Skip to content

HTTPS clone URL

Subversion checkout URL

You can clone with
or
.
Download ZIP
Browse files

Implement pssm.distribution

  • Loading branch information...
commit 341fa42c07323e1b42cc0f0eeef65ceb33db6d69 1 parent 793f921
Michiel de Hoon authored
Showing with 109 additions and 47 deletions.
  1. +33 −12 Bio/Motif/Thresholds.py
  2. +9 −1 Bio/Motif/_Motif.py
  3. +67 −34 Doc/Tutorial.tex
View
45 Bio/Motif/Thresholds.py
@@ -14,18 +14,39 @@ class ScoreDistribution(object):
scores with a predefined precision. Provides a number of methods for calculating
thresholds for motif occurences.
"""
- def __init__(self,motif,precision=10**3):
- self.min_score=min(0.0,motif.min_score())
- self.interval=max(0.0,motif.max_score())-self.min_score
- self.n_points=precision*motif.length
- self.step=self.interval/(self.n_points-1)
- self.mo_density=[0.0]*self.n_points
- self.mo_density[-self._index_diff(self.min_score)]=1.0
- self.bg_density=[0.0]*self.n_points
- self.bg_density[-self._index_diff(self.min_score)]=1.0
- self.ic=motif.ic()
- for lo,mo in zip(motif.log_odds(),motif.pwm()):
- self.modify(lo,mo,motif.background)
+ def __init__(self, motif=None, precision=10**3, pssm=None, background=None):
+ if pssm==None:
+ self.min_score = min(0.0, motif.min_score())
+ self.interval = max(0.0, motif.max_score())-self.min_score
+ self.n_points = precision * motif.length
+ self.ic=motif.ic()
+ else:
+ self.min_score = min(0.0, pssm.min)
+ self.interval = max(0.0, pssm.max)-self.min_score
+ self.n_points = precision * pssm.length
+ self.ic = pssm.mean
+ self.step = self.interval/(self.n_points-1)
+ self.mo_density = [0.0]*self.n_points
+ self.mo_density[-self._index_diff(self.min_score)] = 1.0
+ self.bg_density = [0.0]*self.n_points
+ self.bg_density[-self._index_diff(self.min_score)] = 1.0
+ if pssm==None:
+ for lo,mo in zip(motif.log_odds(),motif.pwm()):
+ self.modify(lo,mo,motif.background)
+ else:
+ for position in range(pssm.length):
+ mo_new=[0.0]*self.n_points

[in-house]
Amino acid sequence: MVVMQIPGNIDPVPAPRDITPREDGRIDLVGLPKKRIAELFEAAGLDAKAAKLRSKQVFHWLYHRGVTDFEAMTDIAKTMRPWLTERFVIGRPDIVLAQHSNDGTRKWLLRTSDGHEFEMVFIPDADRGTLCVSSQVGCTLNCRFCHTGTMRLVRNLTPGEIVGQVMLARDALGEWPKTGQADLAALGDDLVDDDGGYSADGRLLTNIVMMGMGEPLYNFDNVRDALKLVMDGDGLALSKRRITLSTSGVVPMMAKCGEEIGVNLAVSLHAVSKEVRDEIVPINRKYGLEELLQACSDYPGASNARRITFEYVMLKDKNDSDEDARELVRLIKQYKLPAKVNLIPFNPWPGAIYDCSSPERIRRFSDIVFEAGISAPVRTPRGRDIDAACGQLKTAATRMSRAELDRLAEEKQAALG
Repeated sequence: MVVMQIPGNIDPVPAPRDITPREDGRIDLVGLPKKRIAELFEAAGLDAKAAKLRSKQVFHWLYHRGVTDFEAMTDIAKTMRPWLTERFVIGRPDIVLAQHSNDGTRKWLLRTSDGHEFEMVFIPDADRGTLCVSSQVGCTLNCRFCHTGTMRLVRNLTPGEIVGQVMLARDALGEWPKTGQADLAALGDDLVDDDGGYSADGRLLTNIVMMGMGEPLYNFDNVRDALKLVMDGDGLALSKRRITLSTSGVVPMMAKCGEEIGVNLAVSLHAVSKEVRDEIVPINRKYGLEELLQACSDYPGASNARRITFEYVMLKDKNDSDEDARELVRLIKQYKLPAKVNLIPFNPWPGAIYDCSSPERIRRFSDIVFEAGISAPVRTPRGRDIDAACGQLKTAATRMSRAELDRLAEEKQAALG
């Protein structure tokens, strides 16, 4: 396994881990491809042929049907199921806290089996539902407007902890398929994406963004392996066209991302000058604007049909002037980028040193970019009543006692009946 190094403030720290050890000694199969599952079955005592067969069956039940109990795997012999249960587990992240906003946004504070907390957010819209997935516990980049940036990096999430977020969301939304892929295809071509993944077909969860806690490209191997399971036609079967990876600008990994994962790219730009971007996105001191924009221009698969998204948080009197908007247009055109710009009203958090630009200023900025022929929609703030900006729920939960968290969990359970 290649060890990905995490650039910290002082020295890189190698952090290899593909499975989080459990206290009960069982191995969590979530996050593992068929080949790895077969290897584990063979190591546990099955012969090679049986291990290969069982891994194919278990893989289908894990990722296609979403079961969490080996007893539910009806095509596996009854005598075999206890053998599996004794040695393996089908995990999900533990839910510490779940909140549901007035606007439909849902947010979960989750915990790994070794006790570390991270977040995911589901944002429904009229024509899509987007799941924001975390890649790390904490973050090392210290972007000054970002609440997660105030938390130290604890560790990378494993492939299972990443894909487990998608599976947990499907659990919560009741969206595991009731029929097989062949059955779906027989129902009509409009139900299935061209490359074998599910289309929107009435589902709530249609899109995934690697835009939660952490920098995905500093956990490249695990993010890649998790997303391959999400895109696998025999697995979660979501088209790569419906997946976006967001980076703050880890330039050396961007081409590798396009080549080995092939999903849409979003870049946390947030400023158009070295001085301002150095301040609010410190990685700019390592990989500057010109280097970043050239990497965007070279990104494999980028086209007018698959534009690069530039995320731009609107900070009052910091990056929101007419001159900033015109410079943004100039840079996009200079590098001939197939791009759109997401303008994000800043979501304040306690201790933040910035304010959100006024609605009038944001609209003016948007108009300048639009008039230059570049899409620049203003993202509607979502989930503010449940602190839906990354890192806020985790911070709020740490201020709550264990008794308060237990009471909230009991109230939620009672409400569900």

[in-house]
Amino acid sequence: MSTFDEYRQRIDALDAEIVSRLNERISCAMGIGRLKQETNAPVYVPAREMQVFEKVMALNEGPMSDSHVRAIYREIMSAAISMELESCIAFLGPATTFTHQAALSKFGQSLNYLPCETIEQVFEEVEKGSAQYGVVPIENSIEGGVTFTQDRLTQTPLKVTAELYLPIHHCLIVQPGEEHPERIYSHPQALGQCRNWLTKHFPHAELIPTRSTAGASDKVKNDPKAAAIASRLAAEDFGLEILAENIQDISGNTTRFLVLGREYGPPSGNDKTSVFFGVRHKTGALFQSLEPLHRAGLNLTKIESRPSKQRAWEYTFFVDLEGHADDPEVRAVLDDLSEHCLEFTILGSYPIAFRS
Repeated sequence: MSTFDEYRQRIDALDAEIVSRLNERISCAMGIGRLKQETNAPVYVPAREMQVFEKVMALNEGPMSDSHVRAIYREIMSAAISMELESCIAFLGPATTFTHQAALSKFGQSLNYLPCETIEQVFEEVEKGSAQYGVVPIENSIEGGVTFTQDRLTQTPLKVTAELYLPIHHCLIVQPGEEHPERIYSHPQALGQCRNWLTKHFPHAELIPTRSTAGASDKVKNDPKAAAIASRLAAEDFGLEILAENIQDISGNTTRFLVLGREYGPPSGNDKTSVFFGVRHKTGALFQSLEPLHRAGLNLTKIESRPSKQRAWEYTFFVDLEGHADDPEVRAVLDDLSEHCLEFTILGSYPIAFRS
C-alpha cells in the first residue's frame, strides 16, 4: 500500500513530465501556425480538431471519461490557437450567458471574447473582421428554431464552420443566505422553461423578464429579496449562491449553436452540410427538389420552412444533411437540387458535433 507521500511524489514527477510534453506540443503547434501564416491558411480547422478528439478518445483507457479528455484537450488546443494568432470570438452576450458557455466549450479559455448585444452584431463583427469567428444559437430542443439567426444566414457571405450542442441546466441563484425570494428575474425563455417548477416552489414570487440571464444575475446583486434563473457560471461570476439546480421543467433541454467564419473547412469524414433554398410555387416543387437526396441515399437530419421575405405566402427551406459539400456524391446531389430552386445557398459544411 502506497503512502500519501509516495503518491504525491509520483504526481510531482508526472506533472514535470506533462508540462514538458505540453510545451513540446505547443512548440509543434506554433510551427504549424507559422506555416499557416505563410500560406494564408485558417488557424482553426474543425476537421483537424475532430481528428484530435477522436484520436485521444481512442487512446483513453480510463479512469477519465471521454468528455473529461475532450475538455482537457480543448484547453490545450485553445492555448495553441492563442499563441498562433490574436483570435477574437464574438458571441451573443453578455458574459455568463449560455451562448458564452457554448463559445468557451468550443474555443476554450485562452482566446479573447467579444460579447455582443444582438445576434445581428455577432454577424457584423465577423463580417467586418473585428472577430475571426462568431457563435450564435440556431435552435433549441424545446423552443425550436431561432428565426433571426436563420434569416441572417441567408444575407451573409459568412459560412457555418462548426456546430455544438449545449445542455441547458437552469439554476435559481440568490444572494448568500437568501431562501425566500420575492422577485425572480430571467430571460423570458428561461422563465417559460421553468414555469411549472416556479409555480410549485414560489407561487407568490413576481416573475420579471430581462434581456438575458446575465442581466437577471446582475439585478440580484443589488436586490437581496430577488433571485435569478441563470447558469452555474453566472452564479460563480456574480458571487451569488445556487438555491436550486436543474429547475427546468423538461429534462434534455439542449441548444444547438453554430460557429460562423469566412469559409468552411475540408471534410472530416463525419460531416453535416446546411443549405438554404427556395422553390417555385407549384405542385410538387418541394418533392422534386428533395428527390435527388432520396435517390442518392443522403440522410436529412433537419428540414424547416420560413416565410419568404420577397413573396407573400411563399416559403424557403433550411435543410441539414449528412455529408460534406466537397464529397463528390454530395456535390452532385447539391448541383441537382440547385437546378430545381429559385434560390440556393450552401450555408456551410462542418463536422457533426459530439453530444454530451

+ bg_new=[0.0]*self.n_points
+ lo = pssm[:,position]
+ for letter, score in lo.iteritems():
+ bg = background[letter]
+ mo = pow(2,pssm[letter,position]) * bg
+ d=self._index_diff(score)
+ for i in range(self.n_points):
+ mo_new[self._add(i,d)]+=self.mo_density[i]*mo
+ bg_new[self._add(i,d)]+=self.bg_density[i]*bg
+ self.mo_density=mo_new
+ self.bg_density=bg_new
def _index_diff(self,x,y=0.0):
return int((x-y+0.5*self.step)//self.step)
View
10 Bio/Motif/_Motif.py
@@ -474,6 +474,15 @@ def dist_pearson_at(self, other, offset):
denominator = math.sqrt((sxx-sx*sx)*(syy-sy*sy))
return numerator/denominator
+ def distribution(self, precision=10**3):
+ """calculate the distribution of the scores at the given precision
+
+ returns None if the distribution is undefined"""
+ background = self._background
+ if background==None:
+ return None
+ from Thresholds import ScoreDistribution
+ return ScoreDistribution(precision=precision, pssm=self, background=background)
class Motif(object):
"""
@@ -835,7 +844,6 @@ def search_pwm(self,sequence,normalized=0,masked=0,threshold=0.0,both=True):
See the documentation of motif.counts.normalize() and pwm.log_odds
for details on treatment of pseudocounts and background probabilities.
""", PendingDeprecationWarning)
- raise Exception
if both:
rc = self.reverse_complement()
View
101 Doc/Tutorial.tex
@@ -11150,8 +11150,12 @@ \section{Searching for instances}
%cont-doctest
\begin{verbatim}
>>> test_seq=Seq("TACACTGCATTACAACCCAAGCATTA",m.alphabet)
+>>> len(test_seq)
+26
\end{verbatim}
+\subsection{Searching for exact matches}
+
The simplest way to find instances, is to look for exact matches of
the true instances of the motif:
%cont-doctest
@@ -11173,16 +11177,19 @@ \section{Searching for instances}
20 GCATT
\end{verbatim}
+\subsection{Searching for matches using the PSSM score}
+
It's just as easy to look for positions, giving rise to high log-odds scores against our motif:
%cont-doctest
\begin{verbatim}
->>> for position, score in pssm.search(test_seq, threshold=4.0):
-... print "Position %i gives score %0.2f" % (position, score)
+>>> for position, score in pssm.search(test_seq, threshold=3.0):
+... print "Position %d: score = %5.3f" % (position, score)
...
-Position 0 gives score 5.62
-Position -20 gives score 4.60
-Position 13 gives score 5.74
-Position -6 gives score 4.60
+Position 0: score = 5.622
+Position -20: score = 4.601
+Position 10: score = 3.037
+Position 13: score = 5.738
+Position -6: score = 4.601
\end{verbatim}
The negative positions refer to instances of the motif found on the
reverse strand of the test sequence, and follow the Python convention
@@ -11191,8 +11198,8 @@ \section{Searching for instances}
negative values of \verb|pos|.
You may notice the threshold parameter, here set arbitrarily to
-$4.0$. This is in $log_2$, so we are now looking only for words, which
-are 16 times more likely to occur under the motif model than in the
+$3.0$. This is in $log_2$, so we are now looking only for words, which
+are eight times more likely to occur under the motif model than in the
background. The default threshold is $0.0$, which selects everything
that looks more like the motif than the background.
@@ -11208,51 +11215,77 @@ \section{Searching for instances}
-10.84962463, -3.65614533], dtype=float32)
\end{verbatim}
In general, this is the fastest way to calculate PSSM scores.
+The scores returned by \verb+pssm.calculate+ are for the forward strand
+only. To obtain the scores on the reverse strand, you can take the reverse
+complement of the PSSM:
+\begin{verbatim}
+>>> rpssm = pssm.reverse_complement()
+>>> rpssm.calculate(test_seq)